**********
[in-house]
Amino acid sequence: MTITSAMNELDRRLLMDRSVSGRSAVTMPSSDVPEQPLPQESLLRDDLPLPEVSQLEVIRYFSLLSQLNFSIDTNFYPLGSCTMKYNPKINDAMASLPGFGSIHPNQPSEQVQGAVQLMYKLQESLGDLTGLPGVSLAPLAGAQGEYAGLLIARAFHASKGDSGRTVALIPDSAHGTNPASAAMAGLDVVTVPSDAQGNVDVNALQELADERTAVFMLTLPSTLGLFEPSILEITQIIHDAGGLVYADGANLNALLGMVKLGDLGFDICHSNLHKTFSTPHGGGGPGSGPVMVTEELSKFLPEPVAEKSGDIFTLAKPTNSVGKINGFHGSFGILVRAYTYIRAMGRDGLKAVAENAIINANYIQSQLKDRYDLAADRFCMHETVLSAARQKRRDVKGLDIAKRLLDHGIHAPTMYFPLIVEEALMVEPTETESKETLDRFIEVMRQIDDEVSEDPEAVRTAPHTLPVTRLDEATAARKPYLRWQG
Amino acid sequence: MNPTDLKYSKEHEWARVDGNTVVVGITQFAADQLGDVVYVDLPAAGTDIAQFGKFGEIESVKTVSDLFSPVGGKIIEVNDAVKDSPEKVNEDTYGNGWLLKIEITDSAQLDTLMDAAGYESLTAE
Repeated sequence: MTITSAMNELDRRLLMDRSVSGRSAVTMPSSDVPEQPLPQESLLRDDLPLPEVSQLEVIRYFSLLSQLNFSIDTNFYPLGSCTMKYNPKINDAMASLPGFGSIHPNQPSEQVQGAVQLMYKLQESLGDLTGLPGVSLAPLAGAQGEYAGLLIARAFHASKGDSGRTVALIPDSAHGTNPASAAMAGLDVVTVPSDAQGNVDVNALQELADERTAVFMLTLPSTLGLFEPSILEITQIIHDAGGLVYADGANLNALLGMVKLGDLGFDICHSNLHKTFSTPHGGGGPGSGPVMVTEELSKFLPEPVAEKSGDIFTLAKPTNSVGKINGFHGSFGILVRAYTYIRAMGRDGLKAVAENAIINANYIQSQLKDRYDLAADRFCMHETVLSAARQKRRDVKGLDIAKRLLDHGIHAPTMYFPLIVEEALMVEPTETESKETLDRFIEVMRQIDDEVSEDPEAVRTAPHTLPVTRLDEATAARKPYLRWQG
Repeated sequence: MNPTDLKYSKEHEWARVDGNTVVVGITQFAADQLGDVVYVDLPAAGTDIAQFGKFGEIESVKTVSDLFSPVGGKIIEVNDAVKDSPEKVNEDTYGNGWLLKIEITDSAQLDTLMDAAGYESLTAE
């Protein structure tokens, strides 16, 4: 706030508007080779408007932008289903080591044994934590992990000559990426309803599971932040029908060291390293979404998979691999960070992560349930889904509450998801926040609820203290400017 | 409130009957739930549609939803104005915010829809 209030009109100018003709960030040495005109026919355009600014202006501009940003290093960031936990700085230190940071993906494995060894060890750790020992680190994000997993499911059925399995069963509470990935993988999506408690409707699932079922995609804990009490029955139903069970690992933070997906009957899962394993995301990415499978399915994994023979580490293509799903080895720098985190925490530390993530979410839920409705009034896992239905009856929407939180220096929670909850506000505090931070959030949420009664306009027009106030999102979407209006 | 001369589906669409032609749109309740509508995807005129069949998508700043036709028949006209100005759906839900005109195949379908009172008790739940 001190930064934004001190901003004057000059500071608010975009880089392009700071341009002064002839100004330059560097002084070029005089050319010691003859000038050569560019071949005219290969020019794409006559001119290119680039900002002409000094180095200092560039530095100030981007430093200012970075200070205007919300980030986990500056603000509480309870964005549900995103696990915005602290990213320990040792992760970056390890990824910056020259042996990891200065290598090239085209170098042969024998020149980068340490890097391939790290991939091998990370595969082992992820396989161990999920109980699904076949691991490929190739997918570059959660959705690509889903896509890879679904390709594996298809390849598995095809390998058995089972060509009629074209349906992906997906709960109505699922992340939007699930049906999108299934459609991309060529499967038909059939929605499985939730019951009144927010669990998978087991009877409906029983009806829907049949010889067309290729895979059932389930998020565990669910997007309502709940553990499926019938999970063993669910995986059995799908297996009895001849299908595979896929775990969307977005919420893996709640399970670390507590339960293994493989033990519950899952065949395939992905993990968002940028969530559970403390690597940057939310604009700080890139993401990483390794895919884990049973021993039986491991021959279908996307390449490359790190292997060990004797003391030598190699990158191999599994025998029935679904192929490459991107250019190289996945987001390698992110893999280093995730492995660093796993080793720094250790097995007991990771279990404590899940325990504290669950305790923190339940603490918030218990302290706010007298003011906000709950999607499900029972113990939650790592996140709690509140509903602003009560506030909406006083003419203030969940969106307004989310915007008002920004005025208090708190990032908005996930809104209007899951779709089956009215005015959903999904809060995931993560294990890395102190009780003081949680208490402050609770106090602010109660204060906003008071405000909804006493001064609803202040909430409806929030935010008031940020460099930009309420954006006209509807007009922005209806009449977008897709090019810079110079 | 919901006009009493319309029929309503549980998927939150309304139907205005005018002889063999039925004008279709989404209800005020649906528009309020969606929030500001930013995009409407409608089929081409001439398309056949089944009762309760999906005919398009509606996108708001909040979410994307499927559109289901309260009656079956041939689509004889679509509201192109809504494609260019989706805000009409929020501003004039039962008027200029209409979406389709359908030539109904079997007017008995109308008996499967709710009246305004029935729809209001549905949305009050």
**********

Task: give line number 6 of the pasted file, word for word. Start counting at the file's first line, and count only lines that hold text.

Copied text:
């Protein structure tokens, strides 16, 4: 706030508007080779408007932008289903080591044994934590992990000559990426309803599971932040029908060291390293979404998979691999960070992560349930889904509450998801926040609820203290400017 | 409130009957739930549609939803104005915010829809 209030009109100018003709960030040495005109026919355009600014202006501009940003290093960031936990700085230190940071993906494995060894060890750790020992680190994000997993499911059925399995069963509470990935993988999506408690409707699932079922995609804990009490029955139903069970690992933070997906009957899962394993995301990415499978399915994994023979580490293509799903080895720098985190925490530390993530979410839920409705009034896992239905009856929407939180220096929670909850506000505090931070959030949420009664306009027009106030999102979407209006 | 001369589906669409032609749109309740509508995807005129069949998508700043036709028949006209100005759906839900005109195949379908009172008790739940 001190930064934004001190901003004057000059500071608010975009880089392009700071341009002064002839100004330059560097002084070029005089050319010691003859000038050569560019071949005219290969020019794409006559001119290119680039900002002409000094180095200092560039530095100030981007430093200012970075200070205007919300980030986990500056603000509480309870964005549900995103696990915005602290990213320990040792992760970056390890990824910056020259042996990891200065290598090239085209170098042969024998020149980068340490890097391939790290991939091998990370595969082992992820396989161990999920109980699904076949691991490929190739997918570059959660959705690509889903896509890879679904390709594996298809390849598995095809390998058995089972060509009629074209349906992906997906709960109505699922992340939007699930049906999108299934459609991309060529499967038909059939929605499985939730019951009144927010669990998978087991009877409906029983009806829907049949010889067309290729895979059932389930998020565990669910997007309502709940553990499926019938999970063993669910995986059995799908297996009895001849299908595979896929775990969307977005919420893996709640399970670390507590339960293994493989033990519950899952065949395939992905993990968002940028969530559970403390690597940057939310604009700080890139993401990483390794895919884990049973021993039986491991021959279908996307390449490359790190292997060990004797003391030598190699990158191999599994025998029935679904192929490459991107250019190289996945987001390698992110893999280093995730492995660093796993080793720094250790097995007991990771279990404590899940325990504290669950305790923190339940603490918030218990302290706010007298003011906000709950999607499900029972113990939650790592996140709690509140509903602003009560506030909406006083003419203030969940969106307004989310915007008002920004005025208090708190990032908005996930809104209007899951779709089956009215005015959903999904809060995931993560294990890395102190009780003081949680208490402050609770106090602010109660204060906003008071405000909804006493001064609803202040909430409806929030935010008031940020460099930009309420954006006209509807007009922005209806009449977008897709090019810079110079 | 919901006009009493319309029929309503549980998927939150309304139907205005005018002889063999039925004008279709989404209800005020649906528009309020969606929030500001930013995009409407409608089929081409001439398309056949089944009762309760999906005919398009509606996108708001909040979410994307499927559109289901309260009656079956041939689509004889679509509201192109809504494609260019989706805000009409929020501003004039039962008027200029209409979406389709359908030539109904079997007017008995109308008996499967709710009246305004029935729809209001549905949305009050």